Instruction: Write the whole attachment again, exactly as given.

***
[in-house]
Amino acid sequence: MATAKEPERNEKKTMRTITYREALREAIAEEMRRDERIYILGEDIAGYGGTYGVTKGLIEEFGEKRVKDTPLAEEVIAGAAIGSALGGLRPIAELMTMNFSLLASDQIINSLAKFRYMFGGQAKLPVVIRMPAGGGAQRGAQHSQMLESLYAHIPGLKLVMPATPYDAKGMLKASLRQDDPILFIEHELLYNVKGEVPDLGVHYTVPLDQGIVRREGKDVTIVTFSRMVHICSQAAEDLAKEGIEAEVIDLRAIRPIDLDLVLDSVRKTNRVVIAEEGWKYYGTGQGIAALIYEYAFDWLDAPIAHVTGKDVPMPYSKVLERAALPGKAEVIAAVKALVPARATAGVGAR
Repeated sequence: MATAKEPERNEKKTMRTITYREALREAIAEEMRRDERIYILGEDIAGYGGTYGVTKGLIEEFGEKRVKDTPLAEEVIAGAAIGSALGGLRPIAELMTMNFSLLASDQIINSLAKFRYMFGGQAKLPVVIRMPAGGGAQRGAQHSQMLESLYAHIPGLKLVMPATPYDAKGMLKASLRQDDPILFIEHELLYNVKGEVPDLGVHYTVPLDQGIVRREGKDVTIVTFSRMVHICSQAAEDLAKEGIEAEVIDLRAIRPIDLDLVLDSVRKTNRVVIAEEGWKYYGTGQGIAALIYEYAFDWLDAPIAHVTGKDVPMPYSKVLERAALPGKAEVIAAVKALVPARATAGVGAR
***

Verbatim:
[in-house]
Amino acid sequence: MATAKEPERNEKKTMRTITYREALREAIAEEMRRDERIYILGEDIAGYGGTYGVTKGLIEEFGEKRVKDTPLAEEVIAGAAIGSALGGLRPIAELMTMNFSLLASDQIINSLAKFRYMFGGQAKLPVVIRMPAGGGAQRGAQHSQMLESLYAHIPGLKLVMPATPYDAKGMLKASLRQDDPILFIEHELLYNVKGEVPDLGVHYTVPLDQGIVRREGKDVTIVTFSRMVHICSQAAEDLAKEGIEAEVIDLRAIRPIDLDLVLDSVRKTNRVVIAEEGWKYYGTGQGIAALIYEYAFDWLDAPIAHVTGKDVPMPYSKVLERAALPGKAEVIAAVKALVPARATAGVGAR
Repeated sequence: MATAKEPERNEKKTMRTITYREALREAIAEEMRRDERIYILGEDIAGYGGTYGVTKGLIEEFGEKRVKDTPLAEEVIAGAAIGSALGGLRPIAELMTMNFSLLASDQIINSLAKFRYMFGGQAKLPVVIRMPAGGGAQRGAQHSQMLESLYAHIPGLKLVMPATPYDAKGMLKASLRQDDPILFIEHELLYNVKGEVPDLGVHYTVPLDQGIVRREGKDVTIVTFSRMVHICSQAAEDLAKEGIEAEVIDLRAIRPIDLDLVLDSVRKTNRVVIAEEGWKYYGTGQGIAALIYEYAFDWLDAPIAHVTGKDVPMPYSKVLERAALPGKAEVIAAVKALVPARATAGVGAR